The reason is that the sun is a natural bleaching agent. Dark clothes like blacks and dark browns are particularly susceptible to fading caused by the sun. This is due to the composition of the dyes used to achieve those colors. It’s also because, being darker, the fading is more obvious.
Although colored clothes will dry better on a sunny day with a light breeze, make sure their exposure to direct sun is limited. If your clothesline is located in an unshaded area, keep the drying time to a minimum. The less chance sunlight has to hit your colored clothes head-on, the less they will fade.
Better still, dry your clothes inside your home. That way, they get the benefits of air drying without the excessive fading properties of sunlight.
Exposure to Chemicals
Washing colored garments with chemicals can be a recipe for disaster. There are two substances that are particularly damaging to that vibrant splash of color on your favorite shirt. Bleach and optical brighteners.
Although oxygen bleach is considered safe for use on fabric, some darker clothing can suffer from color loss when you use it. Oxygen bleach is hydrogen peroxide based, so it is a less stringent product than its more powerful cousin, chlorine bleach. But, you still need to do a spot test on your garment before you use it.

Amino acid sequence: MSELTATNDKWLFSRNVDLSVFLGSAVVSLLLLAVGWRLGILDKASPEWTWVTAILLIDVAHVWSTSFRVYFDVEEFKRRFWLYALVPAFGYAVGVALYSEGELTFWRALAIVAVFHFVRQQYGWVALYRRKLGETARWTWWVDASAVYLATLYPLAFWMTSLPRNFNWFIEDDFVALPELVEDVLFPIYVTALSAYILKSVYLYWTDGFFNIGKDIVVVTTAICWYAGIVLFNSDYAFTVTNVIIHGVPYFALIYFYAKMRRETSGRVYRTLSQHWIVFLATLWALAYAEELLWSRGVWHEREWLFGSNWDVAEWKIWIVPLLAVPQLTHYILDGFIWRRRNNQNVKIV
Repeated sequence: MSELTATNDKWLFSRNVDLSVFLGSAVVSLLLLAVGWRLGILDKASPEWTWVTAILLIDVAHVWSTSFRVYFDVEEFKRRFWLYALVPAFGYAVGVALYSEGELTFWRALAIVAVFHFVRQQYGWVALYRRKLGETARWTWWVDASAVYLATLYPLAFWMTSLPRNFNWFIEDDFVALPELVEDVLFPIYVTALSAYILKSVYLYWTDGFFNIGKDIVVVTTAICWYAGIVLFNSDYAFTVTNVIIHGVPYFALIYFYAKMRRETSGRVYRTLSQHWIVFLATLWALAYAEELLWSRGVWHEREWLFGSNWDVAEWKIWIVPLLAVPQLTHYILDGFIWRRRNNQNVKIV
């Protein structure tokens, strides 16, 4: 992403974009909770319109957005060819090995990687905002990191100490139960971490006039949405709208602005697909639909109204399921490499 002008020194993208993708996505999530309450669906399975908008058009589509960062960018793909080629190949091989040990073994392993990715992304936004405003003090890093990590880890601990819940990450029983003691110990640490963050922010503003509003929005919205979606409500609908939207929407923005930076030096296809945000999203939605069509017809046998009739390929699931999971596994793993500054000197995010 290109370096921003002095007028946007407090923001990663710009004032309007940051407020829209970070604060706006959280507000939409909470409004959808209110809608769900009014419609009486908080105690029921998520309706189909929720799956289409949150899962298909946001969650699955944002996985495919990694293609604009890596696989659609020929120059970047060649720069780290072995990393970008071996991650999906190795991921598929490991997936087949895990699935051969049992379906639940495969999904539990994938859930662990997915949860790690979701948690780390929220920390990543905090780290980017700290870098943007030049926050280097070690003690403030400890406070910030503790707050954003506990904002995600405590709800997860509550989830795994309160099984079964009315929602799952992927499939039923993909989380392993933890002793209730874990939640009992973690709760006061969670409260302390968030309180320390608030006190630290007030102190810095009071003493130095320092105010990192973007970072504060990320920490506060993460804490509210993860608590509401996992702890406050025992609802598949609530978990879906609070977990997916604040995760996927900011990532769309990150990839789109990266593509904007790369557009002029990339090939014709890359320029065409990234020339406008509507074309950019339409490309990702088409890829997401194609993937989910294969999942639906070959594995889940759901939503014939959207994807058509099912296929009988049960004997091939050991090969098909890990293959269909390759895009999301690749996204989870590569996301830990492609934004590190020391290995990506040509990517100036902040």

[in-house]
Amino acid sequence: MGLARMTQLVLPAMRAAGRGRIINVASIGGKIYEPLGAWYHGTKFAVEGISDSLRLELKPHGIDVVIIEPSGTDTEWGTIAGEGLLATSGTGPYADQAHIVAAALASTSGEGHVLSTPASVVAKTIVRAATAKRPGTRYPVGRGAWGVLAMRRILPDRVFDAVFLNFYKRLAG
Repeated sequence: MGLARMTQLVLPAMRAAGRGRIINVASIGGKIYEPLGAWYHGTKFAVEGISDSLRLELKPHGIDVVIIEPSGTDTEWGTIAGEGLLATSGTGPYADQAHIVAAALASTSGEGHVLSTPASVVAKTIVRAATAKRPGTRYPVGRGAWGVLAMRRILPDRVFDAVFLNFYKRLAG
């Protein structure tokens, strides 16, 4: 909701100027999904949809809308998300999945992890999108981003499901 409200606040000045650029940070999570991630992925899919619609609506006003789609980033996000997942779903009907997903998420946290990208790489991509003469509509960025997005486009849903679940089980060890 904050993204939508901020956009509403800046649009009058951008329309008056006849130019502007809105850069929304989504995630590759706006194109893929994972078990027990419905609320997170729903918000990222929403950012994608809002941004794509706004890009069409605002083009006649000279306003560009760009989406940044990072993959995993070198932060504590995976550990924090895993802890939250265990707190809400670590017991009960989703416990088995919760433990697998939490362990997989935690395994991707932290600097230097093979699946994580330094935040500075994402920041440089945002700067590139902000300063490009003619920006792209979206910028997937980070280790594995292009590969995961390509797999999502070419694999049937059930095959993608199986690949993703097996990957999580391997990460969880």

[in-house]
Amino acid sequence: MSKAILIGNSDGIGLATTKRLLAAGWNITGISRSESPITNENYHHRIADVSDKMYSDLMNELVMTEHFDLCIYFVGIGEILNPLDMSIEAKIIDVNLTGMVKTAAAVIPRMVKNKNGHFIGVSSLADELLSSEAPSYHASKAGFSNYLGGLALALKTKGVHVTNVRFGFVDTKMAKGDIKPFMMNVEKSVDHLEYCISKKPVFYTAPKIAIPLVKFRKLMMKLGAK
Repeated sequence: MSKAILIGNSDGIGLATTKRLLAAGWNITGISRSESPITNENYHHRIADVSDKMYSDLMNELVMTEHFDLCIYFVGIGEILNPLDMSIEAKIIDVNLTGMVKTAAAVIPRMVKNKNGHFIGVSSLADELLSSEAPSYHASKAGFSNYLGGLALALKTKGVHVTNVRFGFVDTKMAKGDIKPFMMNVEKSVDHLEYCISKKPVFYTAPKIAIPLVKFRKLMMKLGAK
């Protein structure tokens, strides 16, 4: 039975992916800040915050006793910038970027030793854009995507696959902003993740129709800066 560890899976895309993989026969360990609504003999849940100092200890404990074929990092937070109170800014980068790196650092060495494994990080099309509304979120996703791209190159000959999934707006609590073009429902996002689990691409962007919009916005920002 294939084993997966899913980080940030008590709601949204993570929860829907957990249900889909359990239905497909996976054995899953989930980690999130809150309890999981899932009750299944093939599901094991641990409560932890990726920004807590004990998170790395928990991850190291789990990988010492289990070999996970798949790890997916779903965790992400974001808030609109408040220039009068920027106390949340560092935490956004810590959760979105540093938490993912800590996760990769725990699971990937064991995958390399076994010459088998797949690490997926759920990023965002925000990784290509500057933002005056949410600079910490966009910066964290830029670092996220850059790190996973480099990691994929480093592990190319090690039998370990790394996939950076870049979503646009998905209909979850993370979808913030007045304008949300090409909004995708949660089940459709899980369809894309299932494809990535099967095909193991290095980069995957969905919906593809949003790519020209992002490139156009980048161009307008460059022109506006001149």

Chlorine bleach is a definite no when it comes to colored clothes. While true, it will remove stains and colors you don’t want. It’s not fussy about what shades it removes. Those accidental color bleeds are history with chlorine bleach. Unfortunately, so is the color of your garment.
There’s more bad news with bleach. As it works, it can leave white marks behind. So not only does it remove all the color from your garment, but it also stains your clothes.
Optical brighteners are chemicals added to some laundry detergents to boost the brightness of your garments. Unfortunately, although they may deliver on the promise of brighter whites, they can have the opposite effect on colored clothes.
They work by adding a layer of brightening agent across the surface of your garment. It’s known as a fluorescent coating and can boost your garment vibrancy. However, over time this coating can hinder the natural intensity of your dark blue dress, making it look dull and lifeless.
How to Wash Light-Colored Clothes
In some ways, washing light-colored clothes is easier than washing darker shades. There is less dye in them, for one thing, so they have less color to lose. You still need to give them a tender touch in the laundry room.
As with darker clothing, you need to sort them into different shades. Put your pastel yellows, blues, and pinks in separate piles. Just because the dye content is lower, it doesn’t mean they can’t bleed. They can, which is why you should have a separate pile for your white clothing too.